Eighteen participants contributed written ideas and experiences to a digital whiteboard space while verbally discussing the various answers as they were being shared. In our dual role as moderators and participants, we identified some critical topics that seemed to have affected us all. These include:

Urgent need of guidance from our institutions for protocols and procedures

“Where do faculty go if they encounter a (discrimination, inequity, exclusion, etc) situation in detriment to their own persona?”

“I think part of this though too is students not wanting to share (personal struggle) aspects with each other or feel judged by their peers.”

Urgent need to acknowledge students’ unique backgrounds and experiences in class to support anti-racist and equitable learning

“Not everyone is ignoring (discrimination, exclusion, inequity, etc) history, tho. There are many students who know this history because they’re living it and it becomes imperative to their experience when a mentor or instructor acknowledges them.”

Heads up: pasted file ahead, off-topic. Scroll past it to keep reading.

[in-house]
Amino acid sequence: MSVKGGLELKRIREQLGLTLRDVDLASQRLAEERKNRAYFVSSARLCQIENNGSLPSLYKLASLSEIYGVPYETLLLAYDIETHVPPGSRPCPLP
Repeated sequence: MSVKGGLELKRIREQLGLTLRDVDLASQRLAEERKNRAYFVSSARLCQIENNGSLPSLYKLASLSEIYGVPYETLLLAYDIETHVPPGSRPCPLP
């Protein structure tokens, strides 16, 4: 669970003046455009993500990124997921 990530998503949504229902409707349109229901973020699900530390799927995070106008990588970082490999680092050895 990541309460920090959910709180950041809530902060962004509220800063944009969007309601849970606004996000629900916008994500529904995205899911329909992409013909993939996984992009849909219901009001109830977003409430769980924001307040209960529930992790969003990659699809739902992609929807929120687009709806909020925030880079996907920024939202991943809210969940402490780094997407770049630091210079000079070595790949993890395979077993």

In online teaching, attendance doesn’t equate student engagement

“Attendance requirements are extremely inequitable.”

“I’ve had students zoom in from McDonald’s parking lots in their cars because that was the only connection they had.”

“I’ve had several students turn their camera off because they are trying to attend class while at work.”

Equitable, accessible, and inclusive use of technology in online design education requires funds, creativity, and curiosity. At the same time, elements like students’ beliefs, cultural background, identity, and socioeconomic status need to be acknowledged and addressed